Neil McGreevy: Games

Neil McGreevy

Lego Jurassic World (Multi)

By: Warner

IT'S amazing how similar the latest Jurassic Park movie is to the infamously ill-advised sequel Jaws 3D, where the star of a massive tourist resort runs amok, eating the visitors while staff are helped by dolphins (the Raptors of 1983).

The main difference between the two, of course, is that Jaws 3D is the better film.

Flogging a dead dinosaur, Jurassic World emerges pretty but pointless, like an expensive screensaver, amid a torrent of brainstormed CGI sewage that has you yearning for the tension-building artistry of Spielberg's original: it's telling that, for all its wizardry, the most memorable shot from Jurassic Park is a glass of rippling water.

Still, there are enough scaly shenanigans to satisfy popcorn-munchers, while the Lego tie-in delivers more prehistoric action than you can shake a club at.

Following in the footsteps of Star Wars, Indy and Harry Potter, Jurassic Park is the latest franchise to get the Danish brick treatment. Not only can players yomp through the latest big-screen outing, LJW takes us on a whistle-stop tour of iconic scenes from its prequels, totalling 20 levels of dinosaur-stuffed blockbuster and block-busting action.

As a result, the original flick and its sequel provide most jollies, while the action drags in the third (alas, as I have a soft spot for that film).

And even if the game engine is looking as prehistoric as its enemies, this is a Lego title: the fun is layered on thick as players smash up the landscape, collect studs and solve puzzles with drop-in/out multiplayer. Slapstick, knowing wink-nudgery and hilarious background banter abound – not to mention the idiosyncratic powerhouse of Jeff Goldblum hewn in virtual plastic.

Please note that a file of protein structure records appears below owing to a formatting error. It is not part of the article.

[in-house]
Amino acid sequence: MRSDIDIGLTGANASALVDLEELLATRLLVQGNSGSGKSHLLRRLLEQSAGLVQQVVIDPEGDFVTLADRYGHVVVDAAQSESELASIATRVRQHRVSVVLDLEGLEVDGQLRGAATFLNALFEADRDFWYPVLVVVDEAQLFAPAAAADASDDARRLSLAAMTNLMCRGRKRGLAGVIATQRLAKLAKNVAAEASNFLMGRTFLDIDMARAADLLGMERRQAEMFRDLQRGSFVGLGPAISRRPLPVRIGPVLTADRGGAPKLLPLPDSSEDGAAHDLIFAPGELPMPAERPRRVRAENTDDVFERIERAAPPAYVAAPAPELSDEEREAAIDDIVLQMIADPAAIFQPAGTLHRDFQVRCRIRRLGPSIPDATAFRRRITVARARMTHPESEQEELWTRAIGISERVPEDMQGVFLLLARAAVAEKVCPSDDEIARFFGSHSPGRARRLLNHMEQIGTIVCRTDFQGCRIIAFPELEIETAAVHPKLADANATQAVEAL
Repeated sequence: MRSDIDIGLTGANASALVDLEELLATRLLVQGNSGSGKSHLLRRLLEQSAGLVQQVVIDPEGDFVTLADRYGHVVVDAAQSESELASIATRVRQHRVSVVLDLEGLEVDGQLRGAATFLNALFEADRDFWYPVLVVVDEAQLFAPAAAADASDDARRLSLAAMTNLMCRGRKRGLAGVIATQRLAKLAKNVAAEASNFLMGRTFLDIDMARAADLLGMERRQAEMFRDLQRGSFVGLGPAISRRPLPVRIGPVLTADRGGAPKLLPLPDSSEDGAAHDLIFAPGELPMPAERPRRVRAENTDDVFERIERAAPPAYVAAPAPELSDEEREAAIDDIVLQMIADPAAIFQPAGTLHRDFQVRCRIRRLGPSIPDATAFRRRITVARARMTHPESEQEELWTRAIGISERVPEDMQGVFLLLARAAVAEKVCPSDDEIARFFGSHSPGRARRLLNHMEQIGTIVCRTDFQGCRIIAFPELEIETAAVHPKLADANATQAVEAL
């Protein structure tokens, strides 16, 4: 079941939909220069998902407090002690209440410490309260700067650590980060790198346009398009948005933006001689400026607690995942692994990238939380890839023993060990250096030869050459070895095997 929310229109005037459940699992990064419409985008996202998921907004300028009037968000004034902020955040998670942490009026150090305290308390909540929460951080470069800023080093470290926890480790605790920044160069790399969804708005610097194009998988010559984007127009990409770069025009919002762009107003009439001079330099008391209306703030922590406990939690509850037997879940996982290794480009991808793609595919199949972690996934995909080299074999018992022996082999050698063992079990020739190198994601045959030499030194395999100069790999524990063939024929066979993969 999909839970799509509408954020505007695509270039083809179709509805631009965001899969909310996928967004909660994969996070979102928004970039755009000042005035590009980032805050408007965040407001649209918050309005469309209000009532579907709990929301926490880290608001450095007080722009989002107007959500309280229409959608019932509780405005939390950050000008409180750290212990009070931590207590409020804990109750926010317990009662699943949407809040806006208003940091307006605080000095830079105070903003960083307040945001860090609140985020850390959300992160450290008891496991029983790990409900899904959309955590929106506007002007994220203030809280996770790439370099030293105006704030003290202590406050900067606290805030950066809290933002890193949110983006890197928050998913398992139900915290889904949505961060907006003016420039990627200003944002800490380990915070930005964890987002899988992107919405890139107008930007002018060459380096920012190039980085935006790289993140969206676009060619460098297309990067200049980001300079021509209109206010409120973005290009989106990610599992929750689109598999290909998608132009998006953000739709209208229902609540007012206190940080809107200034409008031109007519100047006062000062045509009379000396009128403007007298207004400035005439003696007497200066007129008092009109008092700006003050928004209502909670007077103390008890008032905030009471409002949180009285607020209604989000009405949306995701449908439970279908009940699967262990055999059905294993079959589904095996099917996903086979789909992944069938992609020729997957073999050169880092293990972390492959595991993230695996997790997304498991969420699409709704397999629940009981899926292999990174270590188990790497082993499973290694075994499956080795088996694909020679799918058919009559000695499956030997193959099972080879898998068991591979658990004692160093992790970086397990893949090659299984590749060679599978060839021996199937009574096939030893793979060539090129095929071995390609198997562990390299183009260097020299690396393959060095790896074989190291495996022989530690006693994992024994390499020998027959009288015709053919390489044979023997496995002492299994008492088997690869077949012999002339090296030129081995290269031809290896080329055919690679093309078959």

With a young audience in mind, the most fun comes from the sanitizing of the series' darker moments. Dinosaurs don't hunt people – just the hot dogs they're holding, and if they ever do chow down on someone, they'll always spit.

The stand-out feature this time is the ability to control the dinosaurs, gambolling through the levels as a Velociraptor. And if this all-too brief, in the free play mode you can even create your own beasties and roam the Jurassic islands.

Heaps of classic audio from the movies adds a vocal veneer, and while the clips sound like they were recorded from a bootleg VHS, the cast of the latest have riffed some exclusive 'bantz' for the Lego faithful.

To quote Goldblum's tic-a-thon Dr Ian Malcom, "Life breaks free, it expands to new territories and crashes through barriers". Sadly, this is not an accusation to be levelled at the Lego games, which have been merrily festering in a rut for a decade.

So, not the most ambitious of games then, but LJW offers up another bright, bushy-tailed adventure that should delight every Lego and dinos-obsessed pre-teen boy.


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